HBO’s new movie about the confirmation of Supreme Court Justice Clarence Thomas is drawing fire from critics who say it warps the truth to vilify Thomas.
The confirmation hearings for Thomas, held in 1991, turned into a major political battle after Anita Hill, who worked under Thomas while he was at the Department of Education and later the Equal Employment Opportunity Commission, accused him of repeatedly sexually harassing her. Hill said after spurning Thomas’s romantic advances, he began routinely diverting office conversation into graphic sexual matters while boasting of his own tremendous sexual prowess.
Hill testified before Congress about the alleged harassment, which Thomas always vigorously denied, and turned his confirmation into a closely contested fight that he barely survived with a 52-48 vote.
Now, HBO is chronicling that battle in its new film, “Confirmation,” which debuts Saturday night. The film stars Kerry Washington as Hill and Wendell Pierce as Thomas, and while the film’s makers have claimed it tries to be a fair film, executive producer Michael London has already admitted the film will portray Hill’s experience as a “heroic story.”
And that has friends of Thomas up in arms. A new website, confirmationbiased.com, was launched Thursday morning to denounce the film as an inaccurate hit job. The site is the work of Mark Paoletta, a lawyer and former assistant counsel in the George H. W. Bush administration who helped shepherd Thomas’s original nomination through the Senate.
In a statement, Paoletta said:
This HBO film is as realistic as Game of Thrones. For 25 years, Justice Thomas’ ideological opponents have tried to relitigate baseless accusations made against him made by Anita Hill and to ignore her multiple contradictions. Those of us who were at the hearings have an obligation to set the record straight.
The site includes two videos bashing the film’s narrative. The first cites several female colleagues of Thomas who testified on Thomas’s behalf during his hearings, describing their exclusion from the film as part of a “war on women” by HBO.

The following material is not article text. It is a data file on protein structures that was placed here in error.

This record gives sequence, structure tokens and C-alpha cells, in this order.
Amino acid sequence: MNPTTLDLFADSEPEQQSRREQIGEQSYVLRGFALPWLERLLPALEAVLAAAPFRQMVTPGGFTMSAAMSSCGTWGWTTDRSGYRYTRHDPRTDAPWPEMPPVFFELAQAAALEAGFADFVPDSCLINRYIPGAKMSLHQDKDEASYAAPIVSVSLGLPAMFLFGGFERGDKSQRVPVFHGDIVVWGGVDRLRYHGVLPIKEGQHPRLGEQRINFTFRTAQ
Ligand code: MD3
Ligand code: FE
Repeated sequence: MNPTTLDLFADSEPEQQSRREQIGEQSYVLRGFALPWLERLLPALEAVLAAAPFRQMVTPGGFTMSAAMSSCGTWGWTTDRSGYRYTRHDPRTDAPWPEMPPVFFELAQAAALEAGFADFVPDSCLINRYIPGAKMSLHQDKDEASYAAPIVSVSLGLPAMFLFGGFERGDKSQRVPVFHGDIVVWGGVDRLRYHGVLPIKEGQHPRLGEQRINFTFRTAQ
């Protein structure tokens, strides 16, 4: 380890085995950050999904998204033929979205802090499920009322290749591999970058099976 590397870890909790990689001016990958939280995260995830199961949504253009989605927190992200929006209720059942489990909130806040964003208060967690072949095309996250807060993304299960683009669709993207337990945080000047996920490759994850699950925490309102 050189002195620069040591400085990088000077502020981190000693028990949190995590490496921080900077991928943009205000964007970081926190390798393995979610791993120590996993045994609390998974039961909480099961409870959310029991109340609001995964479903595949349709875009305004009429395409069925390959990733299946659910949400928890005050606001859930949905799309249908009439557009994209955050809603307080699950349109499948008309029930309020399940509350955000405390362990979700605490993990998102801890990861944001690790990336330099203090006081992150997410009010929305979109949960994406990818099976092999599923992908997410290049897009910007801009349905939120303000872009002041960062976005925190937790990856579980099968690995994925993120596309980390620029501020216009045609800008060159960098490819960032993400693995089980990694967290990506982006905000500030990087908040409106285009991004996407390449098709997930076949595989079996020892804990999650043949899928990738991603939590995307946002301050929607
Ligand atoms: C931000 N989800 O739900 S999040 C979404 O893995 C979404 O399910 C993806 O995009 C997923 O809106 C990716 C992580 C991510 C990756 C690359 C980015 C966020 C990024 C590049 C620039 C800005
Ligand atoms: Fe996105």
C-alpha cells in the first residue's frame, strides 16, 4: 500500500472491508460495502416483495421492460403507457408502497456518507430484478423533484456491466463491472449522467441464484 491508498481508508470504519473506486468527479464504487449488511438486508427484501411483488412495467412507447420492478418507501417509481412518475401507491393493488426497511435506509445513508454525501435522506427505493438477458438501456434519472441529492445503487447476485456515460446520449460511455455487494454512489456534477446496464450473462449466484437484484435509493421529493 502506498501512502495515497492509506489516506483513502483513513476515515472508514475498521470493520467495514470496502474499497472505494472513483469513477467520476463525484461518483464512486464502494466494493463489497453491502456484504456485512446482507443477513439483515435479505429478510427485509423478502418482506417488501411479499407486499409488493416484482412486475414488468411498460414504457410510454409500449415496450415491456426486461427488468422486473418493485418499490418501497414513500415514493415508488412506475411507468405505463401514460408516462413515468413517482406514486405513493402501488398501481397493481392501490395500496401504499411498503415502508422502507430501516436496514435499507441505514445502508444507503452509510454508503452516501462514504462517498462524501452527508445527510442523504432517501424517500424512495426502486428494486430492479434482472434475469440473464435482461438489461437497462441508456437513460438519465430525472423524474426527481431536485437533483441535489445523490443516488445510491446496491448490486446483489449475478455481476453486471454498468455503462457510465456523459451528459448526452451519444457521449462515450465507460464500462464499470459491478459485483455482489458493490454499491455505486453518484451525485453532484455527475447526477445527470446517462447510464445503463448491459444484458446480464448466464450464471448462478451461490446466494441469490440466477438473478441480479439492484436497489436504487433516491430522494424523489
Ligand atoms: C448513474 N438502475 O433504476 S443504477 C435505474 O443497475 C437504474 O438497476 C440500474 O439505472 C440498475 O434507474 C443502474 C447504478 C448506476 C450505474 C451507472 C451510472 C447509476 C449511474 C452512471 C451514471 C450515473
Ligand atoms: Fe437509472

The second video lists five major facts the film allegedly excludes in order to “rewrite” history:
The video points out that Hill, despite allegedly enduring severe and repeated sexual harassment, followed Thomas to a new job. While Hill claimed she did so because she believed her job would be lost otherwise, the video says that was never going to be the case. The video also notes Hill confessed she called Thomas multiple times after she stopped working for him, and tried to deny having done so until phone logs were produced proving otherwise.
“These are just some of HBO’s glaring omissions and distortions,” the video ends. “There’s no question about it: HBO’s Confirmation is biased.”
Besides the videos, the website also includes a “fact or fiction” segment that seeks to correct the record on Hill’s testimony before Congress, as well as a trove of primary source documents from the time to back up its claims.
Several of these documents serve to undermine the credibility of Angela Wright, who also accused Thomas of harassing her, though she never testified before Congress. While Wright’s secondary allegations seemed to improve Hill’s credibility, Thomas claimed Wright was simply a bitter ex-employee who had been fired due to poor performance and inappropriate behavior. Documents on the website back up this claim. One of them includes testimony by former USAID official Jay Morris, who said Wright had made similar frivolous claims against another employer after being fired for poor performance.
Once the film actually debuts Saturday, the website promises to update to include a minute-by-minute breakdown of the film and its factual accuracy, or lack thereof.
Thomas’s wife, Ginni Thomas, works for The Daily Caller News Foundation.
This report, by Blake Neff, was cross-posted by arrangement with the Daily Caller News Foundation.